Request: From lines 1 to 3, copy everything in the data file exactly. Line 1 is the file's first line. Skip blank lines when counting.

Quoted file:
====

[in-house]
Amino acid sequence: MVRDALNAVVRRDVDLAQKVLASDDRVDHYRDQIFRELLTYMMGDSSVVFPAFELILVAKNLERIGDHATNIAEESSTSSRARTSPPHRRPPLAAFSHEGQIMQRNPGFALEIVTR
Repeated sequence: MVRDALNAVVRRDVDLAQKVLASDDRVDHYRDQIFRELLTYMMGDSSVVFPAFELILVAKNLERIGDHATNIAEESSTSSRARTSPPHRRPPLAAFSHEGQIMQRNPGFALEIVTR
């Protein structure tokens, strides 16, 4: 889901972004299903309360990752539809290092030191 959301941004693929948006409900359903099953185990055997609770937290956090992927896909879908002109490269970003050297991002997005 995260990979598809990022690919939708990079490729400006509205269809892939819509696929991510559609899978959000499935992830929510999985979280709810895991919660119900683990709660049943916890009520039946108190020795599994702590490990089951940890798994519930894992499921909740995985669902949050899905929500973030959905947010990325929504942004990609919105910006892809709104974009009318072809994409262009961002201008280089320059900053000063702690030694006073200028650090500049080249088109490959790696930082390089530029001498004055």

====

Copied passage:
[in-house]
Amino acid sequence: MVRDALNAVVRRDVDLAQKVLASDDRVDHYRDQIFRELLTYMMGDSSVVFPAFELILVAKNLERIGDHATNIAEESSTSSRARTSPPHRRPPLAAFSHEGQIMQRNPGFALEIVTR
Repeated sequence: MVRDALNAVVRRDVDLAQKVLASDDRVDHYRDQIFRELLTYMMGDSSVVFPAFELILVAKNLERIGDHATNIAEESSTSSRARTSPPHRRPPLAAFSHEGQIMQRNPGFALEIVTR